The Hawaiʻi International Film Festival will premiere of Point of No Return, a feature-length documentary that takes viewers behind the headlines of one of the great scientific adventure stories of our century—Solar Impulse 2 and the first solar powered flight around the world.
The film will be screened November 5, 5:15 p.m. and November 9, 2:45 p.m. at the Regal Dole Cannery Stadium 18 Theatre. Tickets are available online. Pilot André Borschberg, the filmmakers, government and environmental leaders will appear at the November 5 screening.
The University of Hawaiʻi hosted the Solar Impulse 2 and its crew during the eight month pit stop following the flight from Japan to Hawaiʻi in July 2015, the longest nonstop solo flight in history.
- Related UH News story: Solar-powered plane’s team holds special session for UH, July 7, 2015
The journey from Japan to Hawaiʻi, a milestone for aviation and clean energy, took five and nights and 5,545 miles to complete. Technical difficulties would keep the Solar Impulse aircraft grounded until vital improvements could be made.
At UH’s hangar in Kalaeloa Airport, the crew’s pit stop drew enthusiastic crowds from the university and local public, including Gov. David Ige—just as Hawaiʻi embarked on a clean energy journey of its own. Around the same time, the governor signed legislation directing Hawaiʻi‘s utilities to generate 100 percent of their electricity from renewable energy resources by 2045.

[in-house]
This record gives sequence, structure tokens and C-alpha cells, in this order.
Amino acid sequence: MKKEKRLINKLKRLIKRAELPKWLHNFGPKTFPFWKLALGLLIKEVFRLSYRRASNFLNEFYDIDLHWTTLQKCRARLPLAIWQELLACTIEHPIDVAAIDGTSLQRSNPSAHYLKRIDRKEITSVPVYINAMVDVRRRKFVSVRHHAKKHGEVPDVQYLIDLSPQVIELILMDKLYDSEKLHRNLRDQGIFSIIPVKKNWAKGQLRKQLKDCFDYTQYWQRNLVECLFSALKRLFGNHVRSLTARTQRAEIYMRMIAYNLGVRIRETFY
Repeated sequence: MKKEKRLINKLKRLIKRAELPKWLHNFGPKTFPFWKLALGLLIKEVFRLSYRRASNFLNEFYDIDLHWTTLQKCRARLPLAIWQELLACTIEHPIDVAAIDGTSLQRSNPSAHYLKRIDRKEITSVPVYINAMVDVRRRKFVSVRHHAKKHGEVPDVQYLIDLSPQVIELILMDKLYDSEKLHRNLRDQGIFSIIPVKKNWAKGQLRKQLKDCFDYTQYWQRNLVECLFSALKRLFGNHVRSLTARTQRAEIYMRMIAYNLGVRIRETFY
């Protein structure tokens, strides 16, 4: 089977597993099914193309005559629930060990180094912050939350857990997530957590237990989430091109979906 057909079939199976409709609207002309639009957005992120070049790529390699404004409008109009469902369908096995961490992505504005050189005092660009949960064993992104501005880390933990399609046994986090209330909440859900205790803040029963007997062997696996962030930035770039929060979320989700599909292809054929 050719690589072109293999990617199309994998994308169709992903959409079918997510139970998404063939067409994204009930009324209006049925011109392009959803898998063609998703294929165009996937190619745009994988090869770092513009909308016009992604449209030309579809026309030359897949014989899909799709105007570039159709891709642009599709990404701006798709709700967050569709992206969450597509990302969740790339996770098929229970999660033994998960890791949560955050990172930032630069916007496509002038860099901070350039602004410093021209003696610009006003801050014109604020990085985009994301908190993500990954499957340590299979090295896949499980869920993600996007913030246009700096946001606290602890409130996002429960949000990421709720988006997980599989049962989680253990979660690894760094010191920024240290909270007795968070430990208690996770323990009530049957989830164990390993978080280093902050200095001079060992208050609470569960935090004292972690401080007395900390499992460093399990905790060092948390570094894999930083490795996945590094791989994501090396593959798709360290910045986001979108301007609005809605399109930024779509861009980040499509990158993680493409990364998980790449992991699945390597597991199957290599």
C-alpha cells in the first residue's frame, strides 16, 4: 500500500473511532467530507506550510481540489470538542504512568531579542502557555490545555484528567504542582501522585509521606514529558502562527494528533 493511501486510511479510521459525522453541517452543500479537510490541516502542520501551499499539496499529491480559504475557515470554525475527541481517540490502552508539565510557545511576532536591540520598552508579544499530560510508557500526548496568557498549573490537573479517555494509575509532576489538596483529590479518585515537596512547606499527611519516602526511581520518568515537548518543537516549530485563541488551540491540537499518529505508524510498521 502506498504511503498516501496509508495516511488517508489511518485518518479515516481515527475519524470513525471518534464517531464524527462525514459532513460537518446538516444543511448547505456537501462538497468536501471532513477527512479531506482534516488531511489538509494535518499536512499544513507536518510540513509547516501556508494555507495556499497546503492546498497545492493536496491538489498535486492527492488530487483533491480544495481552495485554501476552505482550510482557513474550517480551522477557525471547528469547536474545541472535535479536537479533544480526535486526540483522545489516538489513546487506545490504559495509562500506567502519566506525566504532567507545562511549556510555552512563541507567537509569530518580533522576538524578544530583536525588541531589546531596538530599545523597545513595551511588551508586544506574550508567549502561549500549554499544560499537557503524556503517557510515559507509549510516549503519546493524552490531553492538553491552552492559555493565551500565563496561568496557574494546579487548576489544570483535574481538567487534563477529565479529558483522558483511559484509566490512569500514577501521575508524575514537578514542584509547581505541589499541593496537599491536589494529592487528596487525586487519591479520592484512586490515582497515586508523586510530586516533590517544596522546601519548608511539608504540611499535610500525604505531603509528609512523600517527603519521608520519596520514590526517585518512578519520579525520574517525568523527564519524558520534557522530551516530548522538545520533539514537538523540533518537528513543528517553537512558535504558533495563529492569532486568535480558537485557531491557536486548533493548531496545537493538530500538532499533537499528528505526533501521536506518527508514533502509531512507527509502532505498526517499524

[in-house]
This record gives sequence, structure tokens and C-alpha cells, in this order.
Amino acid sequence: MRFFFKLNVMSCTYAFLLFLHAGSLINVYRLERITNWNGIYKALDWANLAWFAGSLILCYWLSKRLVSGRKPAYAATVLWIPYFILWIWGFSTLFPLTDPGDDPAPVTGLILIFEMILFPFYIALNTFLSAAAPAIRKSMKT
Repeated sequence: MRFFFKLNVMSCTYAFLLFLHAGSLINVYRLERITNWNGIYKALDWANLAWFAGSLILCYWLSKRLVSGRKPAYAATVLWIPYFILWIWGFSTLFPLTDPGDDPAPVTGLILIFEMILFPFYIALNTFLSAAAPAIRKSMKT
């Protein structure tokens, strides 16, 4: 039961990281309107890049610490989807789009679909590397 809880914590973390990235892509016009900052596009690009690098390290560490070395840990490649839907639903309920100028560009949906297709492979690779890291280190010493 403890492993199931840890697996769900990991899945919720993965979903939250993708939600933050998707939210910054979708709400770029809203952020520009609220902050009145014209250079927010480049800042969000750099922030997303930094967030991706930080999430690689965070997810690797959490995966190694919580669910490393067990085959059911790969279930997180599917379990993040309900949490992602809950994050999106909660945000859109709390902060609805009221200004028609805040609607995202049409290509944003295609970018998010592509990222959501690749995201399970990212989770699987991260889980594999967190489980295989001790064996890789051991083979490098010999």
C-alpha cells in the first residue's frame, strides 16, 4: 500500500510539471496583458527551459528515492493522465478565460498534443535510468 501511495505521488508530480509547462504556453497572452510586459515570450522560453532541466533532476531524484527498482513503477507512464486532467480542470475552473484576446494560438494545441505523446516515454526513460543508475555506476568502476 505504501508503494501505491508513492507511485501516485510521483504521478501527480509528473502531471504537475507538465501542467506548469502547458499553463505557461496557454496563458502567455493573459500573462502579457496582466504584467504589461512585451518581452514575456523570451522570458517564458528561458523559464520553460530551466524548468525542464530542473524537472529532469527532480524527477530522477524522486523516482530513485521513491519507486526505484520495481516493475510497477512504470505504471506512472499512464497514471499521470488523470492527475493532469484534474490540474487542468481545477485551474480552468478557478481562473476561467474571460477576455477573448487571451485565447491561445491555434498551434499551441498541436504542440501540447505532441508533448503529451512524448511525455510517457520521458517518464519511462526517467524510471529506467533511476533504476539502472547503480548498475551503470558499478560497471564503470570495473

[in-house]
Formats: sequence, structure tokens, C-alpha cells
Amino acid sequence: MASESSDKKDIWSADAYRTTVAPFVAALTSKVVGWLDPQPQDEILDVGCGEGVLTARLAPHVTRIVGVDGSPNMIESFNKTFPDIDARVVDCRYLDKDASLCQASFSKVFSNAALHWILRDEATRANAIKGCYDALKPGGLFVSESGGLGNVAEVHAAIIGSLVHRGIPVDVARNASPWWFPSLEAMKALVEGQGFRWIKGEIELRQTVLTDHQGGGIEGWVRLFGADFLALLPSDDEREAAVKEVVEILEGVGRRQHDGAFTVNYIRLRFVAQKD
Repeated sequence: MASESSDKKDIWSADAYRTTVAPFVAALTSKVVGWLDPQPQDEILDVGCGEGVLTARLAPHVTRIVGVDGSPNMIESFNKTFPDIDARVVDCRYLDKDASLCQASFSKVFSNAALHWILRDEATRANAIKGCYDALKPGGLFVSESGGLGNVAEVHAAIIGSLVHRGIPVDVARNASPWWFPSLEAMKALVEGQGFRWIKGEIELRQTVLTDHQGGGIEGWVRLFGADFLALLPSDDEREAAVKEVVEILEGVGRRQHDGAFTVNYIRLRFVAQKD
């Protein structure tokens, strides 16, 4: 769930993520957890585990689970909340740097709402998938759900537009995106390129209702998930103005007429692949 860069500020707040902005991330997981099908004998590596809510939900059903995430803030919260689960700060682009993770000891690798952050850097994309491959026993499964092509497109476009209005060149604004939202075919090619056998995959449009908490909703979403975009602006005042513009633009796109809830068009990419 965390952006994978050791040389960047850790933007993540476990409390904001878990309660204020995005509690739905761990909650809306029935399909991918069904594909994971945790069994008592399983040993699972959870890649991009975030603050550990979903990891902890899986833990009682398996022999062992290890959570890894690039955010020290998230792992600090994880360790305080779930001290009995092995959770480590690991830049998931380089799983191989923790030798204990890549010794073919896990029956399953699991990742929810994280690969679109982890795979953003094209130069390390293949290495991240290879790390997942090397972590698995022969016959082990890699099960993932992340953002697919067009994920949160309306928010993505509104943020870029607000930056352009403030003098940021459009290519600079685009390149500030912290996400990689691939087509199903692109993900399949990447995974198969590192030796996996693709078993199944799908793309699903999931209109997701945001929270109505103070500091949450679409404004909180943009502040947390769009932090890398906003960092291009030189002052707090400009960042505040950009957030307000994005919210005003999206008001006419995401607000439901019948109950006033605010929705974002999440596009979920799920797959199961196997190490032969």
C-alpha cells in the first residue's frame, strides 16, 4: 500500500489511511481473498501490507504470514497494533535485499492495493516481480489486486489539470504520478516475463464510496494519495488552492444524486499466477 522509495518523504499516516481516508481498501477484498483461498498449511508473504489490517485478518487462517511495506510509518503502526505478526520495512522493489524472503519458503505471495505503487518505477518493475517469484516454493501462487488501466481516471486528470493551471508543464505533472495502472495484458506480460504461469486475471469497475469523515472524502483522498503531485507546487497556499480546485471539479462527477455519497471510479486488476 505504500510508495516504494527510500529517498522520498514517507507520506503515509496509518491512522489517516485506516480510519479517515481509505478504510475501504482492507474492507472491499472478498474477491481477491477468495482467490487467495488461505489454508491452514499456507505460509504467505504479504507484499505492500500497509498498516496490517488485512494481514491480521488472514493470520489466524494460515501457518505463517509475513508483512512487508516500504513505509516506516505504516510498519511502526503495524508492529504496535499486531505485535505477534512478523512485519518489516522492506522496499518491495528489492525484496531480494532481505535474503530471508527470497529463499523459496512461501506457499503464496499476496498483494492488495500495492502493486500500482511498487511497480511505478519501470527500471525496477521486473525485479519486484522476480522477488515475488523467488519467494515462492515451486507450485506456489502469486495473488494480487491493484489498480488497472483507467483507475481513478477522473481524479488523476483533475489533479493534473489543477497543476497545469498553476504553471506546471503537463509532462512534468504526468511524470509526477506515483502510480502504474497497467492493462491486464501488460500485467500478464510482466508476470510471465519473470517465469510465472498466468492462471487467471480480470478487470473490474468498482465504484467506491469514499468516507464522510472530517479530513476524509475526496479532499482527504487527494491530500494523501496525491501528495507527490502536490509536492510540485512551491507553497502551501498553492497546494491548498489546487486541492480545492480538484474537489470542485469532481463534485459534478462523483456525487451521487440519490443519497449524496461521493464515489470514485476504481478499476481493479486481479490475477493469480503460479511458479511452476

Milestones like these have not been lost on filmmakers, Noel Dockstader and Quinn Kanaly, who followed the pilots and crew for ten months—including several months on Oʻahu during some of the most make-or-break moments in the flight’s journey.
“I want this story of ingenuity and grit to give people hope against the huge environmental challenges we’re facing today,” says Kanaly. “And to premiere in Hawaiʻi where it all came to fruition is very special to us. It’s at the heart of this story.”
“The spirit of this plane has a natural connection to Hawaiʻi and the people who live here in the islands,“ adds Dockstader. “Existing in harmony with nature, not at the cost of it.”